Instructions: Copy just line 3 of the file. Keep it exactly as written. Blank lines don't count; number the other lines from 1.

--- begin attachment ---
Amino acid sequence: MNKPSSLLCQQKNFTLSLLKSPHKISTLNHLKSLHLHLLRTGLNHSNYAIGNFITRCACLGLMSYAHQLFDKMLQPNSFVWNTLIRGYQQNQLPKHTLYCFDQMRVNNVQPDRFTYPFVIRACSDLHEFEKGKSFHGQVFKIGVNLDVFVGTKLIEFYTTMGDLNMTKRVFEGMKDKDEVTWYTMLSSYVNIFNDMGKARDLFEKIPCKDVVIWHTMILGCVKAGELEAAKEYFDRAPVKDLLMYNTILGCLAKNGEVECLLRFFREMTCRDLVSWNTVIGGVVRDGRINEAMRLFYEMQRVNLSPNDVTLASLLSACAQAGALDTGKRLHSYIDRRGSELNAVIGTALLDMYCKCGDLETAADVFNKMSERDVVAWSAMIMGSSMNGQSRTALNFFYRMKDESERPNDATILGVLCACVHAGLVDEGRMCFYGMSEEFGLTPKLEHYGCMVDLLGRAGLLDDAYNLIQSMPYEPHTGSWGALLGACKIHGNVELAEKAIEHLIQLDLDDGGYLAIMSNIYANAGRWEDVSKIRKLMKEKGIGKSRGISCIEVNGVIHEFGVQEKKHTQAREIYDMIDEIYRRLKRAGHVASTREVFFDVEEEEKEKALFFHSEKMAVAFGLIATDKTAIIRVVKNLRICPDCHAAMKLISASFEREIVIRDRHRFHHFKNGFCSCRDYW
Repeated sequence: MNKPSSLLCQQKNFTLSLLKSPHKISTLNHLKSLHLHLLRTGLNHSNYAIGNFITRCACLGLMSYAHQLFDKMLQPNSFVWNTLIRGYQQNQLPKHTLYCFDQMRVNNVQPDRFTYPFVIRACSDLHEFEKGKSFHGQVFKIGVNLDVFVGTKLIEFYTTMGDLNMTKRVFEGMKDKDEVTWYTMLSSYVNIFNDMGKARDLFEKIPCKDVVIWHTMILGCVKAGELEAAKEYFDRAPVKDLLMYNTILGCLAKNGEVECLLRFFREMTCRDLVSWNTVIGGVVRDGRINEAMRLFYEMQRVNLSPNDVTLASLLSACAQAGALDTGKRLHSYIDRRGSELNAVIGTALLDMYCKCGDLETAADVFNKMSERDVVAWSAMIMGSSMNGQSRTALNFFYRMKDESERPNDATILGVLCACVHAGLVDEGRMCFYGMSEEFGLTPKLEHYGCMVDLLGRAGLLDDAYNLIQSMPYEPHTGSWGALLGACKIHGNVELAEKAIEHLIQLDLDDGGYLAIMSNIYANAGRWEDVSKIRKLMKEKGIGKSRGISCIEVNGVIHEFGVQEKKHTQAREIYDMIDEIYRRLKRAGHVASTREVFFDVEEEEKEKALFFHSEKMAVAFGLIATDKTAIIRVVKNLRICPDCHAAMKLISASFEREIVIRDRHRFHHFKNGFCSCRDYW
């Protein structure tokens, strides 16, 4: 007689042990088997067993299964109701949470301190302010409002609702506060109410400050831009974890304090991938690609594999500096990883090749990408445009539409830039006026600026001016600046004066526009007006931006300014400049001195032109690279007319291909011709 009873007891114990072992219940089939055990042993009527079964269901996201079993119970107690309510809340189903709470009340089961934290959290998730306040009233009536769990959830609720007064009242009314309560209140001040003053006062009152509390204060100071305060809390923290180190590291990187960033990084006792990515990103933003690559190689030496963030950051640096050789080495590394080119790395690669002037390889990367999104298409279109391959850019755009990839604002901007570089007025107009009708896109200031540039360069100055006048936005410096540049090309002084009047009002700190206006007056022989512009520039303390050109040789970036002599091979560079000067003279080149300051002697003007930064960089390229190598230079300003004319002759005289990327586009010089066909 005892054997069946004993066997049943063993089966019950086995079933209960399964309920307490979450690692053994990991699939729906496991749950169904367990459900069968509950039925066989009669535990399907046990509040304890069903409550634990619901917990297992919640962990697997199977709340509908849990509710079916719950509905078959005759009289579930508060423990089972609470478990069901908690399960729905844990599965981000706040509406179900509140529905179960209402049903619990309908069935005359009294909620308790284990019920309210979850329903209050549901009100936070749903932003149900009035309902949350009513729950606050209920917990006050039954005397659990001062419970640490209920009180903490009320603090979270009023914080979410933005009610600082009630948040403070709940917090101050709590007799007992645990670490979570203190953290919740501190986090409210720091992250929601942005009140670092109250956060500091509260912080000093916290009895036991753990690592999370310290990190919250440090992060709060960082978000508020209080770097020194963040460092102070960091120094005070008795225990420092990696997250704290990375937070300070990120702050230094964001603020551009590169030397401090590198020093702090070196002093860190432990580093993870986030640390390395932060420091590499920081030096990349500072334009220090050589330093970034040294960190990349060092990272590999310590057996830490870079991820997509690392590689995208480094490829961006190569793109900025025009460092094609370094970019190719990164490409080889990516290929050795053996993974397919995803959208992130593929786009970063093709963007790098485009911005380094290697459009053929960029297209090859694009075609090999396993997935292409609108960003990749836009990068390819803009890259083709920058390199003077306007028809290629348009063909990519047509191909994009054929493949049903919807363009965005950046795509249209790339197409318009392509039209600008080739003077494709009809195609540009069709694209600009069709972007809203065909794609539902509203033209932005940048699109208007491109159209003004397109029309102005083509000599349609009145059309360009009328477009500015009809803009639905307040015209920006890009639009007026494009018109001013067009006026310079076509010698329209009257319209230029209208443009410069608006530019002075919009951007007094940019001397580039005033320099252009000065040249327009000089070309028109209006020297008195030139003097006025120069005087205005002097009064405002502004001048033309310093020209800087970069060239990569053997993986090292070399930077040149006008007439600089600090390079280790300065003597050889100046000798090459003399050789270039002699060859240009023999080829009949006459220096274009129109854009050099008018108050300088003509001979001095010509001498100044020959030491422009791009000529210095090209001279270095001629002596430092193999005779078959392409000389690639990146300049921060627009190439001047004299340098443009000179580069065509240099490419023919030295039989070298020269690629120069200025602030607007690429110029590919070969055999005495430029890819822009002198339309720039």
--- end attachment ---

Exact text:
């Protein structure tokens, strides 16, 4: 007689042990088997067993299964109701949470301190302010409002609702506060109410400050831009974890304090991938690609594999500096990883090749990408445009539409830039006026600026001016600046004066526009007006931006300014400049001195032109690279007319291909011709 009873007891114990072992219940089939055990042993009527079964269901996201079993119970107690309510809340189903709470009340089961934290959290998730306040009233009536769990959830609720007064009242009314309560209140001040003053006062009152509390204060100071305060809390923290180190590291990187960033990084006792990515990103933003690559190689030496963030950051640096050789080495590394080119790395690669002037390889990367999104298409279109391959850019755009990839604002901007570089007025107009009708896109200031540039360069100055006048936005410096540049090309002084009047009002700190206006007056022989512009520039303390050109040789970036002599091979560079000067003279080149300051002697003007930064960089390229190598230079300003004319002759005289990327586009010089066909 005892054997069946004993066997049943063993089966019950086995079933209960399964309920307490979450690692053994990991699939729906496991749950169904367990459900069968509950039925066989009669535990399907046990509040304890069903409550634990619901917990297992919640962990697997199977709340509908849990509710079916719950509905078959005759009289579930508060423990089972609470478990069901908690399960729905844990599965981000706040509406179900509140529905179960209402049903619990309908069935005359009294909620308790284990019920309210979850329903209050549901009100936070749903932003149900009035309902949350009513729950606050209920917990006050039954005397659990001062419970640490209920009180903490009320603090979270009023914080979410933005009610600082009630948040403070709940917090101050709590007799007992645990670490979570203190953290919740501190986090409210720091992250929601942005009140670092109250956060500091509260912080000093916290009895036991753990690592999370310290990190919250440090992060709060960082978000508020209080770097020194963040460092102070960091120094005070008795225990420092990696997250704290990375937070300070990120702050230094964001603020551009590169030397401090590198020093702090070196002093860190432990580093993870986030640390390395932060420091590499920081030096990349500072334009220090050589330093970034040294960190990349060092990272590999310590057996830490870079991820997509690392590689995208480094490829961006190569793109900025025009460092094609370094970019190719990164490409080889990516290929050795053996993974397919995803959208992130593929786009970063093709963007790098485009911005380094290697459009053929960029297209090859694009075609090999396993997935292409609108960003990749836009990068390819803009890259083709920058390199003077306007028809290629348009063909990519047509191909994009054929493949049903919807363009965005950046795509249209790339197409318009392509039209600008080739003077494709009809195609540009069709694209600009069709972007809203065909794609539902509203033209932005940048699109208007491109159209003004397109029309102005083509000599349609009145059309360009009328477009500015009809803009639905307040015209920006890009639009007026494009018109001013067009006026310079076509010698329209009257319209230029209208443009410069608006530019002075919009951007007094940019001397580039005033320099252009000065040249327009000089070309028109209006020297008195030139003097006025120069005087205005002097009064405002502004001048033309310093020209800087970069060239990569053997993986090292070399930077040149006008007439600089600090390079280790300065003597050889100046000798090459003399050789270039002699060859240009023999080829009949006459220096274009129109854009050099008018108050300088003509001979001095010509001498100044020959030491422009791009000529210095090209001279270095001629002596430092193999005779078959392409000389690639990146300049921060627009190439001047004299340098443009000179580069065509240099490419023919030295039989070298020269690629120069200025602030607007690429110029590919070969055999005495430029890819822009002198339309720039």